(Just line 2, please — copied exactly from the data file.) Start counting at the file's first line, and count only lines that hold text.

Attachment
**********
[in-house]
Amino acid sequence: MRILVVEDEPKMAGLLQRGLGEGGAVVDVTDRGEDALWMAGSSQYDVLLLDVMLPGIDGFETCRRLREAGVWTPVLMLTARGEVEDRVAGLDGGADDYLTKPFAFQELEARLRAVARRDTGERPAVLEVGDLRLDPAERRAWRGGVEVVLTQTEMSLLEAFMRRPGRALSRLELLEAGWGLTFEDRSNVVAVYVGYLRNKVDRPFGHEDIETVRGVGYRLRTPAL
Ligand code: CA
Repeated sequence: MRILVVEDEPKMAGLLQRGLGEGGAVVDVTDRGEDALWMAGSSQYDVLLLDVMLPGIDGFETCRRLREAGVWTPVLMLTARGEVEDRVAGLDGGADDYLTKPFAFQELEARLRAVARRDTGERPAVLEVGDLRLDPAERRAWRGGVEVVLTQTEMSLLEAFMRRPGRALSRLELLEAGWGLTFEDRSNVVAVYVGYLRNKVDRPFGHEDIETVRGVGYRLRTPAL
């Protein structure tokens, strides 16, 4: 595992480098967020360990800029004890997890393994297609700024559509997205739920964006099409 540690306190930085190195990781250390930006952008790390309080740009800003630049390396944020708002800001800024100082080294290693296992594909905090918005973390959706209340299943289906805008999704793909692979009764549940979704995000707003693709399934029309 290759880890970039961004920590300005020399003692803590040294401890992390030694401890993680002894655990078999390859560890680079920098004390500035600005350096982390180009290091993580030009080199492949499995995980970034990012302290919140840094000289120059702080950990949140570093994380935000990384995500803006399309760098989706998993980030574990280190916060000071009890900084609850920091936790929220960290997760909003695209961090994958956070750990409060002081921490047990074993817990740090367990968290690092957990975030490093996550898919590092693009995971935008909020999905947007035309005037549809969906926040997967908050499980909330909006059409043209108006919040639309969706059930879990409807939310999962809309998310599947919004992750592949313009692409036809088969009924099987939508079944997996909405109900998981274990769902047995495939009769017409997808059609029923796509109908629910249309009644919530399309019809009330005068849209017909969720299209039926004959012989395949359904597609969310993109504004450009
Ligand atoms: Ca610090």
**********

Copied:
Amino acid sequence: MRILVVEDEPKMAGLLQRGLGEGGAVVDVTDRGEDALWMAGSSQYDVLLLDVMLPGIDGFETCRRLREAGVWTPVLMLTARGEVEDRVAGLDGGADDYLTKPFAFQELEARLRAVARRDTGERPAVLEVGDLRLDPAERRAWRGGVEVVLTQTEMSLLEAFMRRPGRALSRLELLEAGWGLTFEDRSNVVAVYVGYLRNKVDRPFGHEDIETVRGVGYRLRTPAL